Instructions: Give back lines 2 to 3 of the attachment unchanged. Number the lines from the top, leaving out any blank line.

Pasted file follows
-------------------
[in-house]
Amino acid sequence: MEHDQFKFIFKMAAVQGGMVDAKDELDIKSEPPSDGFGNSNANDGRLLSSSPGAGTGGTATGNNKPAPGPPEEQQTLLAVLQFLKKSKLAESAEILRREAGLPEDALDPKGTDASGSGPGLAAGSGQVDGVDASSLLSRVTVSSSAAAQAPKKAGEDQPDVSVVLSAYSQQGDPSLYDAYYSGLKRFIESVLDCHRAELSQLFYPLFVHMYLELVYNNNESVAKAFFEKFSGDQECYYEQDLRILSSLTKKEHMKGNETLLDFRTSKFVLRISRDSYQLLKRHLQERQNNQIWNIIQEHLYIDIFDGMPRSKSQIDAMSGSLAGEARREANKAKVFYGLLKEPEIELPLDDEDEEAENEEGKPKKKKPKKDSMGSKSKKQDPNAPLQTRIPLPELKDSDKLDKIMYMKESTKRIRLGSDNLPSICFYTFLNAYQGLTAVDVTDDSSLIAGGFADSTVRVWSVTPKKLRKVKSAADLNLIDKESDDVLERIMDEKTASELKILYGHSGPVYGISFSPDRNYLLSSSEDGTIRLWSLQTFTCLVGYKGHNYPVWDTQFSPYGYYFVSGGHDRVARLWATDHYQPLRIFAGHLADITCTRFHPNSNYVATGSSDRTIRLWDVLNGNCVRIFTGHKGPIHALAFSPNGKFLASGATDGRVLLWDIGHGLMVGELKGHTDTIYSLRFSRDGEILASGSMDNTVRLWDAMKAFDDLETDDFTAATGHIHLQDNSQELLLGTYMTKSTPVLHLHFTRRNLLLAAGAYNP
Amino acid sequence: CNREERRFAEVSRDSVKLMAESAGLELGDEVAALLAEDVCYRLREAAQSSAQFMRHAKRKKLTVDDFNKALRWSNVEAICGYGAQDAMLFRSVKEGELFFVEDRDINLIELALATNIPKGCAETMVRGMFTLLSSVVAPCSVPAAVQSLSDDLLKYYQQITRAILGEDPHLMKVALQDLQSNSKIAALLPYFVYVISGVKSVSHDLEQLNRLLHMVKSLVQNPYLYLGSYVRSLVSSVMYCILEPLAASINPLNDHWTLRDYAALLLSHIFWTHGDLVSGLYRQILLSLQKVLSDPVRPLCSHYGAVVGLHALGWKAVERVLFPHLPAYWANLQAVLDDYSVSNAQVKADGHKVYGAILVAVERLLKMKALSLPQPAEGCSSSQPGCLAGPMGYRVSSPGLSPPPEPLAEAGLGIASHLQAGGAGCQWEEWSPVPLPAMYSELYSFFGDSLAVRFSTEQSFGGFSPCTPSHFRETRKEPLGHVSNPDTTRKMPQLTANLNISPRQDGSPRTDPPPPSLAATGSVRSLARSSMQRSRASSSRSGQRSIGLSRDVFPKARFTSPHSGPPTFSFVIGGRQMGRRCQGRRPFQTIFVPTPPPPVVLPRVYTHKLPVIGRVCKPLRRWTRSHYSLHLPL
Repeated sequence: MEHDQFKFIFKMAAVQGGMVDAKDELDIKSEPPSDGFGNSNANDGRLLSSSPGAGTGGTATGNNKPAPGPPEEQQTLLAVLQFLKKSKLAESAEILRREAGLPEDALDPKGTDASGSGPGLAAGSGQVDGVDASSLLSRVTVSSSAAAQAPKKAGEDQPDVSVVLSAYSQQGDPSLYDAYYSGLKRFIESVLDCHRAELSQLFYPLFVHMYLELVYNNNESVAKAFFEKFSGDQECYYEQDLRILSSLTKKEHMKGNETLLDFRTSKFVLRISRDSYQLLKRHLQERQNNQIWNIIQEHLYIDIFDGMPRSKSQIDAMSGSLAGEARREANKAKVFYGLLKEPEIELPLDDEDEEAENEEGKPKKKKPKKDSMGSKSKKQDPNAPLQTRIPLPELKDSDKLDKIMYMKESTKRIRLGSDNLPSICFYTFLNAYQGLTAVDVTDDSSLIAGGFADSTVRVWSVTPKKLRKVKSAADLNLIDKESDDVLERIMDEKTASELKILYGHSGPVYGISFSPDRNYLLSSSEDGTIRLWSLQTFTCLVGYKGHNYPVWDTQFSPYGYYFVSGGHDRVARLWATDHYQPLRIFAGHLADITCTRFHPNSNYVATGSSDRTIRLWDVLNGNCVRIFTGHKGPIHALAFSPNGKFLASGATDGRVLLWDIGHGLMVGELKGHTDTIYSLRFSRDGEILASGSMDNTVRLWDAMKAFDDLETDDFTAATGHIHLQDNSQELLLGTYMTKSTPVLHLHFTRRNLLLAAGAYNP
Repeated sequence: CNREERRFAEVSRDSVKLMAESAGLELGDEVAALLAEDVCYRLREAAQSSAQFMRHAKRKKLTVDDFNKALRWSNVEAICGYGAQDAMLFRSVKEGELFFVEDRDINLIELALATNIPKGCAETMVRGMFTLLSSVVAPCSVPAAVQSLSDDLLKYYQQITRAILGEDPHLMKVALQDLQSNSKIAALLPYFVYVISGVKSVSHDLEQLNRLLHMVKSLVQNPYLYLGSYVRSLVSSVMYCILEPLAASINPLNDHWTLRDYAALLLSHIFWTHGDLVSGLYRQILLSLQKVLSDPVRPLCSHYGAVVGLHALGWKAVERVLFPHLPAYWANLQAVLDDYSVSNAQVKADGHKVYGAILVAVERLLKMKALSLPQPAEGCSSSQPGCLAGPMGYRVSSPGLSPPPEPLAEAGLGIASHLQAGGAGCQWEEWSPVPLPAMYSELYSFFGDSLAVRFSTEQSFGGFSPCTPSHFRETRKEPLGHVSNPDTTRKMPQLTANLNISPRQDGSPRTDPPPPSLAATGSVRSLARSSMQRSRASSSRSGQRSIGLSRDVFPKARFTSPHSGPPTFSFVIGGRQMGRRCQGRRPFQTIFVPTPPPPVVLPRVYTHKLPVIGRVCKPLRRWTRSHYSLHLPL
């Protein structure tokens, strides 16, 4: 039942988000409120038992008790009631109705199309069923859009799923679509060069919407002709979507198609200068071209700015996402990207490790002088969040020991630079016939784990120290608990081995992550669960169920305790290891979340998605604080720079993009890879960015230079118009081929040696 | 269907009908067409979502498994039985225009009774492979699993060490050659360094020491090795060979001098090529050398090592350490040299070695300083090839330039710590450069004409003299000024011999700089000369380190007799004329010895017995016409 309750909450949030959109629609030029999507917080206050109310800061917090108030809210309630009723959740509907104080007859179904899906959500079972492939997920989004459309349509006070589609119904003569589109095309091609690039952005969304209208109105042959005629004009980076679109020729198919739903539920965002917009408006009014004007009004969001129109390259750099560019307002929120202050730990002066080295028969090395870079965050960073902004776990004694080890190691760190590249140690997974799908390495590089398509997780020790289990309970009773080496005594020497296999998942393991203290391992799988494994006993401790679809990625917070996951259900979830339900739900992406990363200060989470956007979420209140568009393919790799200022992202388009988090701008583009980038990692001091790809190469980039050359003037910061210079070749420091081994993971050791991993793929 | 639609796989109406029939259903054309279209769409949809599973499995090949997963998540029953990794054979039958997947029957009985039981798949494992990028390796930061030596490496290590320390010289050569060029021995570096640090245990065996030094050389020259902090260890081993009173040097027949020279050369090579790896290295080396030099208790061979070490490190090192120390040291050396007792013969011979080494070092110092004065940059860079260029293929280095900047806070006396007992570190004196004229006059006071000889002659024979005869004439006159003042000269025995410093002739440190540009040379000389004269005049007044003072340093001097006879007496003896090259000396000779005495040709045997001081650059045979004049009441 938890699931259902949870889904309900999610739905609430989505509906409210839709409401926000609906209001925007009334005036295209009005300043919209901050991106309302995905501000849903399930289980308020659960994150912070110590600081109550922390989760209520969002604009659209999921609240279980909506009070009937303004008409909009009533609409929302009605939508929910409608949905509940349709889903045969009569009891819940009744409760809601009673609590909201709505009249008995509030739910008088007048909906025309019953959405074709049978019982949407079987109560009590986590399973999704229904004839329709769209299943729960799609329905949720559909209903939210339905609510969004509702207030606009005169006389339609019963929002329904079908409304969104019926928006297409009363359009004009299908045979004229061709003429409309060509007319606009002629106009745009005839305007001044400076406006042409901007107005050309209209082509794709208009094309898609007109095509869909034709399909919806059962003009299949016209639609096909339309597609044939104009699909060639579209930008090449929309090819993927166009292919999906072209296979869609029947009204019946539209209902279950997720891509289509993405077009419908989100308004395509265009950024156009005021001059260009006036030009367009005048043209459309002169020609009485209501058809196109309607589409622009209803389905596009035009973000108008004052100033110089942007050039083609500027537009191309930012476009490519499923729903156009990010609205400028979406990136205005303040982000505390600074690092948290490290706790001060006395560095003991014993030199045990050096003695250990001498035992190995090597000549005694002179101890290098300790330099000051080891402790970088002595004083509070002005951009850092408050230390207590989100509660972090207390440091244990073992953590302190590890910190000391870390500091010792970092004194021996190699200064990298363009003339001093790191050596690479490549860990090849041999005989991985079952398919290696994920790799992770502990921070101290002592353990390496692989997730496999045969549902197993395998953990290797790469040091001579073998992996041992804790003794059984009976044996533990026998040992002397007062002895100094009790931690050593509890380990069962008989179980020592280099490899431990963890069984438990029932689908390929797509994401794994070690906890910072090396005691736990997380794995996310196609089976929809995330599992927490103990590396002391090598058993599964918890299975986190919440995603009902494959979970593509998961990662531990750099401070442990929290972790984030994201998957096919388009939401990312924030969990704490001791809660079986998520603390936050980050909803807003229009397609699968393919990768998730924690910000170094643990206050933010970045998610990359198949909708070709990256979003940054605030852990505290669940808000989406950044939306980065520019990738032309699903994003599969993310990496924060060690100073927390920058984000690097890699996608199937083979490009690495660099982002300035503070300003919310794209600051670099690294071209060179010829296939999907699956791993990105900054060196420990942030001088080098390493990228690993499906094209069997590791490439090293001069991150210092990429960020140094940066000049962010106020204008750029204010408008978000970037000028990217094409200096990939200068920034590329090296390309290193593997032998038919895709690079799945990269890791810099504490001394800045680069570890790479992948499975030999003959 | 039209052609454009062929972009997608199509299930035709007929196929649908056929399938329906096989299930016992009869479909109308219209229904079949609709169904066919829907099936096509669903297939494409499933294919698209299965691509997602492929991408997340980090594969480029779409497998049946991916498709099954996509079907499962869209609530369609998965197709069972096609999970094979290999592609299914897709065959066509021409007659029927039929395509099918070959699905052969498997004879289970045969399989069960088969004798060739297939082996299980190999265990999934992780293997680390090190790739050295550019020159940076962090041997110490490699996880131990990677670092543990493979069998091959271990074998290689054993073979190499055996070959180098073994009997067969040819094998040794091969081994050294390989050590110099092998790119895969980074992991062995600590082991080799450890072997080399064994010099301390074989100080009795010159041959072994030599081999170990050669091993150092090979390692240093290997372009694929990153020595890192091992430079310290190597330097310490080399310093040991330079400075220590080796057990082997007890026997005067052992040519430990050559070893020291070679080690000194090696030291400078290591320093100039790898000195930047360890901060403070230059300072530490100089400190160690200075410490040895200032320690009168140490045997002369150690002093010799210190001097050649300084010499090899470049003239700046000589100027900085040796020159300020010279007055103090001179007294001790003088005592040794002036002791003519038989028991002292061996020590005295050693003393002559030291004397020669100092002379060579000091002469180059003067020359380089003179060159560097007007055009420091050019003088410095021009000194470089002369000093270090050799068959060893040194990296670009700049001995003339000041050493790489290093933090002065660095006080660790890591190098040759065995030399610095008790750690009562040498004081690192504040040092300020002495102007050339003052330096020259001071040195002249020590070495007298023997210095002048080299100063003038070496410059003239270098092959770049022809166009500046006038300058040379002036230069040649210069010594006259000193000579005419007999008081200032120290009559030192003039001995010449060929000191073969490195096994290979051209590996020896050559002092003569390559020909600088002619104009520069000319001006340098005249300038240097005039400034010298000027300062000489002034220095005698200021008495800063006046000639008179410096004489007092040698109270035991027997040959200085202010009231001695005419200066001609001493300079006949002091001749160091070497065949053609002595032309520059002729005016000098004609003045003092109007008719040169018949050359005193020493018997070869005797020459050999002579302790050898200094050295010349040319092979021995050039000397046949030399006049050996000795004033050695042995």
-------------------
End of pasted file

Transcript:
Amino acid sequence: MEHDQFKFIFKMAAVQGGMVDAKDELDIKSEPPSDGFGNSNANDGRLLSSSPGAGTGGTATGNNKPAPGPPEEQQTLLAVLQFLKKSKLAESAEILRREAGLPEDALDPKGTDASGSGPGLAAGSGQVDGVDASSLLSRVTVSSSAAAQAPKKAGEDQPDVSVVLSAYSQQGDPSLYDAYYSGLKRFIESVLDCHRAELSQLFYPLFVHMYLELVYNNNESVAKAFFEKFSGDQECYYEQDLRILSSLTKKEHMKGNETLLDFRTSKFVLRISRDSYQLLKRHLQERQNNQIWNIIQEHLYIDIFDGMPRSKSQIDAMSGSLAGEARREANKAKVFYGLLKEPEIELPLDDEDEEAENEEGKPKKKKPKKDSMGSKSKKQDPNAPLQTRIPLPELKDSDKLDKIMYMKESTKRIRLGSDNLPSICFYTFLNAYQGLTAVDVTDDSSLIAGGFADSTVRVWSVTPKKLRKVKSAADLNLIDKESDDVLERIMDEKTASELKILYGHSGPVYGISFSPDRNYLLSSSEDGTIRLWSLQTFTCLVGYKGHNYPVWDTQFSPYGYYFVSGGHDRVARLWATDHYQPLRIFAGHLADITCTRFHPNSNYVATGSSDRTIRLWDVLNGNCVRIFTGHKGPIHALAFSPNGKFLASGATDGRVLLWDIGHGLMVGELKGHTDTIYSLRFSRDGEILASGSMDNTVRLWDAMKAFDDLETDDFTAATGHIHLQDNSQELLLGTYMTKSTPVLHLHFTRRNLLLAAGAYNP
Amino acid sequence: CNREERRFAEVSRDSVKLMAESAGLELGDEVAALLAEDVCYRLREAAQSSAQFMRHAKRKKLTVDDFNKALRWSNVEAICGYGAQDAMLFRSVKEGELFFVEDRDINLIELALATNIPKGCAETMVRGMFTLLSSVVAPCSVPAAVQSLSDDLLKYYQQITRAILGEDPHLMKVALQDLQSNSKIAALLPYFVYVISGVKSVSHDLEQLNRLLHMVKSLVQNPYLYLGSYVRSLVSSVMYCILEPLAASINPLNDHWTLRDYAALLLSHIFWTHGDLVSGLYRQILLSLQKVLSDPVRPLCSHYGAVVGLHALGWKAVERVLFPHLPAYWANLQAVLDDYSVSNAQVKADGHKVYGAILVAVERLLKMKALSLPQPAEGCSSSQPGCLAGPMGYRVSSPGLSPPPEPLAEAGLGIASHLQAGGAGCQWEEWSPVPLPAMYSELYSFFGDSLAVRFSTEQSFGGFSPCTPSHFRETRKEPLGHVSNPDTTRKMPQLTANLNISPRQDGSPRTDPPPPSLAATGSVRSLARSSMQRSRASSSRSGQRSIGLSRDVFPKARFTSPHSGPPTFSFVIGGRQMGRRCQGRRPFQTIFVPTPPPPVVLPRVYTHKLPVIGRVCKPLRRWTRSHYSLHLPL